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Turkey takeover: Large flock of wild turkeys congregates in South Windsor backyard

A flock of more than a dozen turkeys was a surprise for Windsor resident Annie Yacoub when she opened her window on Wednesday. (Submitted by Annie Yacoub - image credit)
A flock of more than a dozen turkeys was a surprise for Windsor resident Annie Yacoub when she opened her window on Wednesday. (Submitted by Annie Yacoub - image credit)

When South Windsor resident Annie Yacoub looked out her window, the last thing she expected to see in her backyard was a flock of wild turkeys seemingly staring back at her.

But turkeys there were: About 14 of them, perched on her fence Wednesday afternoon.

"My reaction was shocking and I kind of just yelled a little loud that my cousin came running upstairs to check on me and she's like, Oh my God, what the heck is that?," Yacoub said.

"I don't know, it's crazy. I've never seen anything like that."

While she's used to seeing turkeys walking the area in groups of seven or eight near Dominion Road, she's never seen them in such a large group or in her backyard in 12 years of living in her home.

"Because they're just sitting there like in a row, and they're just staring into our backyard and it's almost like they're looking directly at you," Yacoub said. "They just look angry. I'm just wondering, what is on their mind? It's crazy."

Yacoub took to social media to share some photos and hear from her neighbours.

"It's so quiet, like they are planning something," Yacoub wrote on Facebook. "It's like attack of the killer turkeys or something" — and many neighbours agreed.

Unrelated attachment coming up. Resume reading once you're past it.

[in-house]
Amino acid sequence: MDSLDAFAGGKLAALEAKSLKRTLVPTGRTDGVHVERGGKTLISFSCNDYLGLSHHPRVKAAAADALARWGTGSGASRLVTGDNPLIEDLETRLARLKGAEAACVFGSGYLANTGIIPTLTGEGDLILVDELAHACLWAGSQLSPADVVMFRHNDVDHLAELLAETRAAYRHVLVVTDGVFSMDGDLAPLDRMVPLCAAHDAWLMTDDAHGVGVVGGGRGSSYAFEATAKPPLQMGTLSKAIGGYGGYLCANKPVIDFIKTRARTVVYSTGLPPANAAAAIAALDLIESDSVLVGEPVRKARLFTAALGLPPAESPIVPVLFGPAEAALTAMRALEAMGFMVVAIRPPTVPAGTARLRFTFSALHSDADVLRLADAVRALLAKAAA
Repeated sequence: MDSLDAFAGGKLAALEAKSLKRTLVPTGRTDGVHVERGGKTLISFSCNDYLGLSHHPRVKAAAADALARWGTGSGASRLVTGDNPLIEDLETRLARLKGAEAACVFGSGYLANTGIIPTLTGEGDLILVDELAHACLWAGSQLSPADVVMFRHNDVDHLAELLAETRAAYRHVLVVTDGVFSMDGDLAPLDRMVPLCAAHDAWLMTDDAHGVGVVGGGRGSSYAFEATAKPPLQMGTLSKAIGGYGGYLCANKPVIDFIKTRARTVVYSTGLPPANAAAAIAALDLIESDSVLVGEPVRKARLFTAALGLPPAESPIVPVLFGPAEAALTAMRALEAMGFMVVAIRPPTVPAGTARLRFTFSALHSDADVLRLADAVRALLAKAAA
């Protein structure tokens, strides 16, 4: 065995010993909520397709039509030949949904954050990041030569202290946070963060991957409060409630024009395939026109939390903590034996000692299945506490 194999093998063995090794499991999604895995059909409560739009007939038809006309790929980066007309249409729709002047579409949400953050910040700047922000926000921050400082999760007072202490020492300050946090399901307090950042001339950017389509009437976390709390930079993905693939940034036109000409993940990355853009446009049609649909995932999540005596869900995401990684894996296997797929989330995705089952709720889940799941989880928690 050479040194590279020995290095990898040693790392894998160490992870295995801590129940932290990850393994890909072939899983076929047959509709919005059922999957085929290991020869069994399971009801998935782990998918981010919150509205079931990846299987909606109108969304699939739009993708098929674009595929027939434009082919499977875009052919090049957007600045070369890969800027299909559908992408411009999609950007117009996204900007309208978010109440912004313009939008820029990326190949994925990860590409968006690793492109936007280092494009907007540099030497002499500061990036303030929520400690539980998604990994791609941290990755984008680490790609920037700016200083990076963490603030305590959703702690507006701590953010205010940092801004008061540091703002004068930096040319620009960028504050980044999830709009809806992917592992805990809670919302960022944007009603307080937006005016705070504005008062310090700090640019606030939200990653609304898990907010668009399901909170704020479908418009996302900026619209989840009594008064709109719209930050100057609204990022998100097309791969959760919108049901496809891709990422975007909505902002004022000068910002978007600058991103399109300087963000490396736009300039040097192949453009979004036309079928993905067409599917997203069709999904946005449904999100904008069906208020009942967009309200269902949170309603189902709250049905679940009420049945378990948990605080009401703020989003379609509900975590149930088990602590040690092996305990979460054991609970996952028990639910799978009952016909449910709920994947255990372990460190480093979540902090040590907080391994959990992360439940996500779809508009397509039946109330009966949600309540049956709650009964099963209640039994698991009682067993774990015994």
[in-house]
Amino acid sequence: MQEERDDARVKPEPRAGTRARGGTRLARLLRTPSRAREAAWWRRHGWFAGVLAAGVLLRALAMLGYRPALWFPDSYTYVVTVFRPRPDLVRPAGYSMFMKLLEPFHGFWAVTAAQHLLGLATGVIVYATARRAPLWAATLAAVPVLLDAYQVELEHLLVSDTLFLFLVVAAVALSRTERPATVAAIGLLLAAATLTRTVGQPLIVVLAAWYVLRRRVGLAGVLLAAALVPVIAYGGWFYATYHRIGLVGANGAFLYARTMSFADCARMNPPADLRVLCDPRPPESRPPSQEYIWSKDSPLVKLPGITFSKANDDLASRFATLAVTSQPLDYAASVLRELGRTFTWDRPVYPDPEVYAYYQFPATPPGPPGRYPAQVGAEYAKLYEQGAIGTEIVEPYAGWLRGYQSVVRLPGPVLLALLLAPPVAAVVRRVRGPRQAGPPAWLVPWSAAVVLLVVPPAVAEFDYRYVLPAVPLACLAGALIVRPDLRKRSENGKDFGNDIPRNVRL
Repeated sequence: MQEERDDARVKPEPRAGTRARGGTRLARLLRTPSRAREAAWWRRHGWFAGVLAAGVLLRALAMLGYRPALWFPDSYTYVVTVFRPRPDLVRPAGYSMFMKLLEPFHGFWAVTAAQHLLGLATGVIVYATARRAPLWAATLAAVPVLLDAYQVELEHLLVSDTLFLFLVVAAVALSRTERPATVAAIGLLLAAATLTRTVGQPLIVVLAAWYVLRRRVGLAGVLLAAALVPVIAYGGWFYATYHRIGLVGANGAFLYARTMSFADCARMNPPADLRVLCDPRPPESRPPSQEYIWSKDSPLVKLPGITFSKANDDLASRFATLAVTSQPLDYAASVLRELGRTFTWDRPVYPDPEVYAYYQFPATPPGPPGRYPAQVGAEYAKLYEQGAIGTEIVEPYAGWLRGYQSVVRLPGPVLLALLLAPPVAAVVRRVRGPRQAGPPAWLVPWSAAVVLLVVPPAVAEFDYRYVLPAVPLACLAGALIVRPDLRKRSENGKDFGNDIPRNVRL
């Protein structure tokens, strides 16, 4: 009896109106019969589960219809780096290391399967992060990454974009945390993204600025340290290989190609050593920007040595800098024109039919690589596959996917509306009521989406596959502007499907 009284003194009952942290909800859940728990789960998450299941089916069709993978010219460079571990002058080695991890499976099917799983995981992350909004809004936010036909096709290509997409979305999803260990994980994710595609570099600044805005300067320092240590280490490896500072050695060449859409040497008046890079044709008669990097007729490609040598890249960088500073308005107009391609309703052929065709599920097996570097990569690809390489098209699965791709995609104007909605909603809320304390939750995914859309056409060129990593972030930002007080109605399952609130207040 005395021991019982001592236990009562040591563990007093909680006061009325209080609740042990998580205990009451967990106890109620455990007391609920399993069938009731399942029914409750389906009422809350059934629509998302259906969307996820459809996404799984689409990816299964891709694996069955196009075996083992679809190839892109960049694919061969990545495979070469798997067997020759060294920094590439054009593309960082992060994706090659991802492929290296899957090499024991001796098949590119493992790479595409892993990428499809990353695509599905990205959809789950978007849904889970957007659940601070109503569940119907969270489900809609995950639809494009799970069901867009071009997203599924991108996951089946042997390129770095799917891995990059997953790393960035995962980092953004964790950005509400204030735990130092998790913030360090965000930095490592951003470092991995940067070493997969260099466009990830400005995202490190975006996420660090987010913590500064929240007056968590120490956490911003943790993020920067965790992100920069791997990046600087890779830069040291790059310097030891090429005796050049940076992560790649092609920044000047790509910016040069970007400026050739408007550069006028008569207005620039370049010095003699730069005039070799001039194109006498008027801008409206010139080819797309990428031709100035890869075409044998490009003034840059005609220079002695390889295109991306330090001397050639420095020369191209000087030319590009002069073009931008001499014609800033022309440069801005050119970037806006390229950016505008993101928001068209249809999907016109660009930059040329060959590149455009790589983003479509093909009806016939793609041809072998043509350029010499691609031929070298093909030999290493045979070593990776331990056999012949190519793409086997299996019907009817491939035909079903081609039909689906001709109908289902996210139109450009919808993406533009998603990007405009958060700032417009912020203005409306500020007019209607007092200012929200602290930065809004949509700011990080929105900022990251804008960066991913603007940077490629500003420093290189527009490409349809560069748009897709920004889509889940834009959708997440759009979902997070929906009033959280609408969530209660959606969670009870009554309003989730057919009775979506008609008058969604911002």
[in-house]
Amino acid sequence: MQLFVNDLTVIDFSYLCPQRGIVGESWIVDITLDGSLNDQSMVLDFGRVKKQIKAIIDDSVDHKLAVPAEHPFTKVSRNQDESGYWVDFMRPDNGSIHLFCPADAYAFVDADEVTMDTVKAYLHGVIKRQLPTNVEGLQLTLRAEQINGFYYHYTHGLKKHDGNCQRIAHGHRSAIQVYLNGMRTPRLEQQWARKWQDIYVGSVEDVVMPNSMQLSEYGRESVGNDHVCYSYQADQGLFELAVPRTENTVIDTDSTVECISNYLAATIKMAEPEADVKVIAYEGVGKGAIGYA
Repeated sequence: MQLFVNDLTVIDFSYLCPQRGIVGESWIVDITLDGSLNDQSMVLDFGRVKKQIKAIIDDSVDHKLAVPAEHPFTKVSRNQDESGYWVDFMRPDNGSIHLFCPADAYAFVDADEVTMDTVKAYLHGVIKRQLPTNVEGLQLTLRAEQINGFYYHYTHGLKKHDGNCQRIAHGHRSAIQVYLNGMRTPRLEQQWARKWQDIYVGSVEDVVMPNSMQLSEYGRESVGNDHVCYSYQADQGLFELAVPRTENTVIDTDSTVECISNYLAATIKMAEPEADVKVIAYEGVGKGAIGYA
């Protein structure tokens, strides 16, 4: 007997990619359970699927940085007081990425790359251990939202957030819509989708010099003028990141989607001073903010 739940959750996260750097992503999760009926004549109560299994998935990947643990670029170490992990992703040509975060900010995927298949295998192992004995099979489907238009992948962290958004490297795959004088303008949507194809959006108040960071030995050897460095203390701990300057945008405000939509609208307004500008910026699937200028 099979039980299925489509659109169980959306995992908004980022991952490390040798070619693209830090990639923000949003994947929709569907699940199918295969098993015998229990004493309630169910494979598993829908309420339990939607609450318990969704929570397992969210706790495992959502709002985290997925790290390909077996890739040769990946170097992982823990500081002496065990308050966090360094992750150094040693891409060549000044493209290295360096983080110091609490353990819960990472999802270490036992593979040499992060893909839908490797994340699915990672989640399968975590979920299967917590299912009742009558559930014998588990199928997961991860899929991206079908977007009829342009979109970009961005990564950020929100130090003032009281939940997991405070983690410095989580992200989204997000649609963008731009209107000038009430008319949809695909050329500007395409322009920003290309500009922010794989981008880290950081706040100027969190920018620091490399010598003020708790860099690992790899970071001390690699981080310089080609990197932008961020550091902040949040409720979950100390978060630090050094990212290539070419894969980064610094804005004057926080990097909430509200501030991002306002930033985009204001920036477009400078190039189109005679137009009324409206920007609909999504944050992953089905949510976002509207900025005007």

"They look like birds but they're devils in disguise," one person chimed in.

Another person suggested the turkeys were just warming up by getting out of the snow — "Now if they start plotting a takeover then you might have something to worry about."

Grouping of wild turkeys a 'defence system'

While Yacoub said she's never seen anything like it, Tom Coke, executive director of the Jack Miner Migratory Bird Sanctuary, says turkeys congregating in larger groups is actually a defence system, making it harder for coyotes or other predatory animals to attack.

And, he says, it's an example where conservation efforts worked after low wild turkey populations in the 1980s and 1990s.

"It was identified that this is an animal that needs assistance," Coke said. 'It's a species that is [now] flourishing."

Yacoub said she steered clear of the turkeys, and soon enough many had dispersed — but not before taking plenty of walks through her yard, as evidenced by tiny turkey footprints in the snow.